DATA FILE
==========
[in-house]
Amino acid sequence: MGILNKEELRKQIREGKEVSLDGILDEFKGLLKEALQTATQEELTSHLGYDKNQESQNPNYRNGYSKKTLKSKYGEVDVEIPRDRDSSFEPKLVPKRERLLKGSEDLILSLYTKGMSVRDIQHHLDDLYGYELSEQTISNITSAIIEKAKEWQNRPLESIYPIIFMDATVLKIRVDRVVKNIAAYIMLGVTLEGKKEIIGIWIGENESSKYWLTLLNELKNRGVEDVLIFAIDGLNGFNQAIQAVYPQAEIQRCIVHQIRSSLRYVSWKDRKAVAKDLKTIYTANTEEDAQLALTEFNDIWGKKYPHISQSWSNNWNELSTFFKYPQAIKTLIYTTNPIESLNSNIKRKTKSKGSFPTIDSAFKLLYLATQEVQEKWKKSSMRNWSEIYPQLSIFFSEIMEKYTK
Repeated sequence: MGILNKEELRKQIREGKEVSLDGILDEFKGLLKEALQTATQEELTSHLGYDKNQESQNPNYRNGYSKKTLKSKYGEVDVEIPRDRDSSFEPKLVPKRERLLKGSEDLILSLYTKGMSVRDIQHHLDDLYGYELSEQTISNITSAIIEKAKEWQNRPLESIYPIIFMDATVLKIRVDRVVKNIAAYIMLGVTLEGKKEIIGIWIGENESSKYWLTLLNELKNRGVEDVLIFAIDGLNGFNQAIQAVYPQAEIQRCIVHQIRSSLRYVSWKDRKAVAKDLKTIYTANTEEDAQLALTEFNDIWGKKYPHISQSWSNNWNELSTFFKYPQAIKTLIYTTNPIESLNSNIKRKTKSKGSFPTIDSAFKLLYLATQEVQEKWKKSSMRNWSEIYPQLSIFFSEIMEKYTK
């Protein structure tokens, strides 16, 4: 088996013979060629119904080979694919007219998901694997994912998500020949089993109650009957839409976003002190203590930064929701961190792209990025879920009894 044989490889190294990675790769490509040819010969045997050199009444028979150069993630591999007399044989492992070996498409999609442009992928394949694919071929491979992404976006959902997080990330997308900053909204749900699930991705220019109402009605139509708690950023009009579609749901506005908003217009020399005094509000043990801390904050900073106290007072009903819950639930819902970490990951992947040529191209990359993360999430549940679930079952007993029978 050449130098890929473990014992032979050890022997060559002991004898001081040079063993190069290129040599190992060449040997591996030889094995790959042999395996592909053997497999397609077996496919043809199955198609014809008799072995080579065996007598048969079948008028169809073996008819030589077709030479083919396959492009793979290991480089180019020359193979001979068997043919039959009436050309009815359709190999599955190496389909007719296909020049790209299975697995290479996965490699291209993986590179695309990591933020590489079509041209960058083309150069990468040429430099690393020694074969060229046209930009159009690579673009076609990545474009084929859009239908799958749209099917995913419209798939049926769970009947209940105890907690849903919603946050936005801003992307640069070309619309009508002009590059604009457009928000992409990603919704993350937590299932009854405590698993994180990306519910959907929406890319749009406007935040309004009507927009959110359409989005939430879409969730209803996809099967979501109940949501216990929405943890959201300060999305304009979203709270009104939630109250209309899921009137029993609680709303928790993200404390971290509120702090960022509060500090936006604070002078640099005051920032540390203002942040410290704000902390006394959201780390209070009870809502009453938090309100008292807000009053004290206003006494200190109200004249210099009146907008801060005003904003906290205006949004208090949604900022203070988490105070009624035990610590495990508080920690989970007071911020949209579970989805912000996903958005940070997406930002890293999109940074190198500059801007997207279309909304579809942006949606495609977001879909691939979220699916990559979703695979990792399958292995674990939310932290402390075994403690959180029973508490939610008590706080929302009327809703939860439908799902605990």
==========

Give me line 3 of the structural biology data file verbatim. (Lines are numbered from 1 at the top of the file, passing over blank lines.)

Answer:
Repeated sequence: MGILNKEELRKQIREGKEVSLDGILDEFKGLLKEALQTATQEELTSHLGYDKNQESQNPNYRNGYSKKTLKSKYGEVDVEIPRDRDSSFEPKLVPKRERLLKGSEDLILSLYTKGMSVRDIQHHLDDLYGYELSEQTISNITSAIIEKAKEWQNRPLESIYPIIFMDATVLKIRVDRVVKNIAAYIMLGVTLEGKKEIIGIWIGENESSKYWLTLLNELKNRGVEDVLIFAIDGLNGFNQAIQAVYPQAEIQRCIVHQIRSSLRYVSWKDRKAVAKDLKTIYTANTEEDAQLALTEFNDIWGKKYPHISQSWSNNWNELSTFFKYPQAIKTLIYTTNPIESLNSNIKRKTKSKGSFPTIDSAFKLLYLATQEVQEKWKKSSMRNWSEIYPQLSIFFSEIMEKYTK